Offered by the National Healthcareer Association (NHA), this exam verifies that candidates have the skill to support the coding and billing process, assign codes for diagnoses and procedures, prevent fraud by auditing billing and submit claims for reimbursement.

  1. Certified Professional Biller (CPB)

This certification, offered by AAPC, prepares medical billers with the skills they need to maintain all aspects of the revenue cycle. The CPB verifies that medical billers have an understanding of various types of insurance plans, experience in applying payer policy, Local Coverage Determinations (LCDs) and National Coverage Determinations (NCDs).

It also shows they understand how to successfully navigate the complex rules and regulations of the healthcare industry. This exam consists of 200 multiple-choice questions that take five hours and 40 minutes to finish.

  1. Certified Professional Coder (CPC)

Offered by the American Association of Professional Coders (AAPC), the CPC certification is the most popular certification in this field. The AAPC recommends that anyone interested in pursuing this certification obtain an associate’s degree in medical billing and coding.

Candidates can also train with AAPC by enrolling in the CPC Preparation Course. This certification covers multiple aspects of the profession, including procedure codes for other a dozen fields, medical terminology, coding guidelines and diagnostic codes.

  1. Certified Outpatient Coding (COC)

Also offered by the AAPC, this certification shows that candidates are proficient in assigning medical codes for procedures and services performed in outpatient settings and outpatient therapies. AAPC recommends an associate’s degree for this certification and that the candidate has at least two years of medical coding experience. The exam consists of 150 multiple-choice questions and allows candidates five hours and 40 minutes to complete.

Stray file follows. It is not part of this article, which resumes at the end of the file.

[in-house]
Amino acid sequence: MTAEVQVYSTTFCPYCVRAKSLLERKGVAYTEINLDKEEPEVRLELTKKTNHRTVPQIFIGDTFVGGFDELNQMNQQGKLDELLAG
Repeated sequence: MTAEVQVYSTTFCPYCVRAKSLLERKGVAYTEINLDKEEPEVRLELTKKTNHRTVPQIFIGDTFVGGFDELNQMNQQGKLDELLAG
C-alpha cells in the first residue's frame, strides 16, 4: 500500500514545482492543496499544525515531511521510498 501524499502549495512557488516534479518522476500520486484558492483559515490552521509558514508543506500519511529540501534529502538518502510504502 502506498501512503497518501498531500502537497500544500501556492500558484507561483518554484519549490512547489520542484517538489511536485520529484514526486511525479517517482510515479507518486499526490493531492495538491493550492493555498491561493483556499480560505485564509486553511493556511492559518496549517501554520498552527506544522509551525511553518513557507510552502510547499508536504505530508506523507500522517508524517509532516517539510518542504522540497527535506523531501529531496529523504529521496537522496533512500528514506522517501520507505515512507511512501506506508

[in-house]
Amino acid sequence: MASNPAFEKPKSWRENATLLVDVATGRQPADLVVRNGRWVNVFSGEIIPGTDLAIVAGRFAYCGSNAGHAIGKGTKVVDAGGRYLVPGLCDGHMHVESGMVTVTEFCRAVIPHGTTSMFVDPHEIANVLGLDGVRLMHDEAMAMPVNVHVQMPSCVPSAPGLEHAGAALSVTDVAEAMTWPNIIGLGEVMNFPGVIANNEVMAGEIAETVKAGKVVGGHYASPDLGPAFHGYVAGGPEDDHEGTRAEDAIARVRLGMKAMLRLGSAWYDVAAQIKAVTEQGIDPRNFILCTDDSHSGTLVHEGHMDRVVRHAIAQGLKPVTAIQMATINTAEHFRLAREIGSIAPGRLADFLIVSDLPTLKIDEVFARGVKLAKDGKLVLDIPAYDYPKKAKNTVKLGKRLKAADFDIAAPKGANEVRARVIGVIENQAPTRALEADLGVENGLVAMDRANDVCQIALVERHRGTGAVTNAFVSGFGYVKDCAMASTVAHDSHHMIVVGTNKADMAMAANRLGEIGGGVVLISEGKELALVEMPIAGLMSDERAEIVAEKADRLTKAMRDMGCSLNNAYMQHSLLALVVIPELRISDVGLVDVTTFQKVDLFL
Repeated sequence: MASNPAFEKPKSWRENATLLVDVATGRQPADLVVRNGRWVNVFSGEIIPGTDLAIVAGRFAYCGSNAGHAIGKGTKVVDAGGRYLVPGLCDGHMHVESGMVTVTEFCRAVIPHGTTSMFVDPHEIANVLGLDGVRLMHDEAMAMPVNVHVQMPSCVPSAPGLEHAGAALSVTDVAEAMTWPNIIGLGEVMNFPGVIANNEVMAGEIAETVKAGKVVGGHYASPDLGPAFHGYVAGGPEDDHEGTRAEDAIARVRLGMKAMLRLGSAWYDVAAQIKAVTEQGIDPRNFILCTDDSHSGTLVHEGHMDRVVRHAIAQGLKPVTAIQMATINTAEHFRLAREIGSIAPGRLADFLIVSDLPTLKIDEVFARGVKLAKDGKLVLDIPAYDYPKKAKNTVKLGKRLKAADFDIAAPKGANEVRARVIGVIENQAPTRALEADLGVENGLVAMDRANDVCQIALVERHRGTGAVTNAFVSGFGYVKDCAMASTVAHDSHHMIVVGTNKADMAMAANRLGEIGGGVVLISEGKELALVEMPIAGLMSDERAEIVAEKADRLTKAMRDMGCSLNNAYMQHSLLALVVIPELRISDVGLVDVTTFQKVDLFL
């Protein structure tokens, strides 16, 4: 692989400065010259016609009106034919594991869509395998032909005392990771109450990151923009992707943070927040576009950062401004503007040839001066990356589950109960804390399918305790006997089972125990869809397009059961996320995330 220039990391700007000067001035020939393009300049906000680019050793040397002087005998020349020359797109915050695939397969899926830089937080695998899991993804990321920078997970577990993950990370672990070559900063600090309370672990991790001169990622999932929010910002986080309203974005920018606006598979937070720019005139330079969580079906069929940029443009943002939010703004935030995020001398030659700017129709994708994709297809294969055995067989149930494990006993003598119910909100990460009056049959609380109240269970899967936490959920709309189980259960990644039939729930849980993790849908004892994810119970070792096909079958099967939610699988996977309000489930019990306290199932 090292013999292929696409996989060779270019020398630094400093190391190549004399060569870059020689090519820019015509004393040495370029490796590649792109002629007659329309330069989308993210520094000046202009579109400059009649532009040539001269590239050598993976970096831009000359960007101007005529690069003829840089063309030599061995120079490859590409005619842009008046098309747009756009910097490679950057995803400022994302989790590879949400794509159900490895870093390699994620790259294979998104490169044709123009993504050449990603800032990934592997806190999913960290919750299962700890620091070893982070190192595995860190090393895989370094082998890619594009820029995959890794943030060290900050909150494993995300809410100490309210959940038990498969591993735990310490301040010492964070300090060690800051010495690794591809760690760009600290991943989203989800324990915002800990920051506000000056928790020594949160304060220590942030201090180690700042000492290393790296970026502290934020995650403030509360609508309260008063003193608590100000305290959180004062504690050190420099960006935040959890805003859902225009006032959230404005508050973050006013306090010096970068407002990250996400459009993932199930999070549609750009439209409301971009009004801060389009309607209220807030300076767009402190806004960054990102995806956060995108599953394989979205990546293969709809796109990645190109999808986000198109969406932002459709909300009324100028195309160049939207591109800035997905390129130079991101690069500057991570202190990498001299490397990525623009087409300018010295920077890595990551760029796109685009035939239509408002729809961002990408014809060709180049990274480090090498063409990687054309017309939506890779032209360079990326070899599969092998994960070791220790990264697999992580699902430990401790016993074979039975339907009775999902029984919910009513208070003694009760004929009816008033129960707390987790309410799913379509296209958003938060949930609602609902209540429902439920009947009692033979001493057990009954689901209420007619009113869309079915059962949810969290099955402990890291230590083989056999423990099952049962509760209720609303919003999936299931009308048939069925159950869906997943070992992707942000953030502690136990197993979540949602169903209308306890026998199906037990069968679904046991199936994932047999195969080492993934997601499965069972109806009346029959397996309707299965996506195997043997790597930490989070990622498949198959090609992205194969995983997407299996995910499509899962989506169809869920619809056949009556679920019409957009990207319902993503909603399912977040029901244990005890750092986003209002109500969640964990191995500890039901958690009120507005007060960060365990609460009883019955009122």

1. Certified Inpatient Coder (CIC)

Candidates with this certification have verified expertise in assigning accurate medical codes for diagnoses and procedures performed in an inpatient setting. It also shows that they have superior knowledge of the rules and regulations for medical coding and compliance. This exam, offered by the AAPC, consists of 60 multiple-choice questions as well as 10 inpatient cases with fill-in-the-blank responses. Candidates are allowed five hours and 40 minutes to finish.

  1. Certified Risk Adjustment Coder (CRC)

Medical coders with this AAPC certification have proven that they understand how to review and assign accurate medical codes for diagnoses performed by physicians and other qualified healthcare providers in the office or facility setting.

They have also proven that they understand the audit process for risk adjustment models and the anatomy, pathophysiology and medical terminology necessary to code diagnoses. The exam consists of 150 multiple-choice questions and candidates are given five hours and 40 minutes to complete.

Medical Billing and Coding Certifying Bodies

There are two major medical billing and coding certifying bodies in the United States and perhaps on a global level and they are;

  1. The American Academy of Professional Coders (AAPC)

The American Academy of Professional Coders (AAPC) offers several certifications in coding and billing specialties, including the Certified Professional Coder (CPC) designation. This certification is widely recognized in physician’s office settings, and proves a specialist’s knowledge and experience with medical coding. Other certifications specialize in areas such as in-patient and out-patient coding procedures, and risk adjustment.

  1. The American Health Information Management Association (AHIMA)

The American Health Information Management Association (AHIMA) also offers various credentials that demonstrate coding proficiency. The Certified Coding Associate (CCA) designation is awarded to individuals qualified to work across settings, including hospitals and private practices, while other certifications are offered to those who specialize in one setting.

Which is the Best Medical Billing and Coding Certification?

Choosing the best medical billing and coding certification is not straightforward because each of the certifications have their key areas of specialization that can suit professionals who want to practice in that niche area. For example, a medical billing and coding professional who wants to build a career as a risk adjuster in the medical field needs to pursue the Certified Risk Adjustment Coder (CRC) certification.

So also, if you want to specialize as an inpatient medical billing and coding professional, then you should pursue the Certified Inpatient Coder (CIC) certification. But if you want to specialize as an outpatient medical billing and coding professional, then you should pursue the Certified Outpatient Coding (COC) certification.

Over and above, if you want to build a profession in the medical billing and coding services industry, then any of the above listed certifications is ideal for you.